But then as it grew and it grew—all of a sudden, oh my God, this became a real business. One branch led to another. After a while, we even opened a store in the States. For that I was trying to save money by not getting a contractor, so we bought maybe a 40-square meter space.
Yeah, and then in the end I was just so, so, so exhausted, I ended up getting a handyman for two days, just to help me out. My body was aching, it was the middle of winter. I was dead tired, and there was two feet of snow. This was in Connecticut.
Startups are always difficult. You’ve got great ideas but you don’t have the money to finance it. Aside from finances, I think one of biggest challenges was technical know-how because leather is not as easy as sewing a blouse. You need to fit it out on the edges so you can fold it. You need to use the right glue, the right thread, the right machines.
Because during the time we started, there wasn’t anything else. It was either the cheap stuff from the cheap factories or you had to go to Rustan’s and buy Gucci. But at the same time, there’s also a lot of competition that came in.
Before, everybody knew who Fino was. Now…who?! Especially the millennials. In the past, everybody knew who Fino was. If I stayed in Rockwell in a café, I’d see maybe at least 20 people walk by with my bag on their shoulders. But now the competition’s basically killing everybody.
We were never really heavy into advertising. But now we’re obviously trying to get our head above the water, above the sea of competition. We’re getting very influential designers to collaborate with us, and we’re also doing a lot of high-profile events. We aim to be newsworthy. Because if you’re not doing something very different, no one’s gonna write about you.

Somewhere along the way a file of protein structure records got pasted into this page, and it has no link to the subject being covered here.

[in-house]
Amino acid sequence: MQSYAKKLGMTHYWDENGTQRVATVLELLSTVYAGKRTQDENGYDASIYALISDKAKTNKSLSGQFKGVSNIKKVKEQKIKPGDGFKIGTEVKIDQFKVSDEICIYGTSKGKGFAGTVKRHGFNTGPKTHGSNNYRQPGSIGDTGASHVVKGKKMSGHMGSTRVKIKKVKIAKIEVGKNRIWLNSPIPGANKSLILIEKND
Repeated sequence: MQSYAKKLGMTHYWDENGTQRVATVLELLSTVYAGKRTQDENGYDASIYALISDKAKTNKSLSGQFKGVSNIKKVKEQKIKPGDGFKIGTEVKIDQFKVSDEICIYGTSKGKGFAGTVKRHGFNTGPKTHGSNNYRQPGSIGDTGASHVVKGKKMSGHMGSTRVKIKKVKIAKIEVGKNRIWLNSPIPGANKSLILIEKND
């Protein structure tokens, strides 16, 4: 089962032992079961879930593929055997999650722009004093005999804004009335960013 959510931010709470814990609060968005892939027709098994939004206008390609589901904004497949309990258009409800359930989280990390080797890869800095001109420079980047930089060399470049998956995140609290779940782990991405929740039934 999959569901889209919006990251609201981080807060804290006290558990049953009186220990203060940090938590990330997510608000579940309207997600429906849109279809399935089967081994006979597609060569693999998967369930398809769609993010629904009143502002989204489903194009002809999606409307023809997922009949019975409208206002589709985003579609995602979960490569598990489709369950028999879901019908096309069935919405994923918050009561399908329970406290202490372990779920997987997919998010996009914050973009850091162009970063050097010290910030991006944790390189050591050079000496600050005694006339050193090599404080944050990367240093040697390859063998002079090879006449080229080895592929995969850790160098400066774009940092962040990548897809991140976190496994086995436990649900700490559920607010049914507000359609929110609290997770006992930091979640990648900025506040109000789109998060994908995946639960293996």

A few weeks ago, we were in CCP for Ballet Philippines, and we made a special collection with Rizal on it. Then 2 weeks back, we were in the Manila Fashion Festival where we launched the Vinta Collection—you know those colorful boats in Mindanao?
Because everybody seems to be doing the same solid-colored bag, we’re trying to deviate. It’s obviously not gonna pay the rent, that’s for sure. It’s also not gonna pay my salary. But it’s something to write about. It makes you a bit newsworthy, and it shows people that you can flex your muscles if you want to—that you’re flexible.
What I do is I don’t practice [ophthalmology] every day. I practice every other day—do the surgeries on the off days, and then I’ll see my patients on the following day. Then the following day I’m off. That’s the way it works for me.
And on the off days, I’m able to do the things that I want to do. So if today I don’t feel like I need to go to the factory, I don’t have to. Or I’ll call my pattern-makers and we’ll meet here.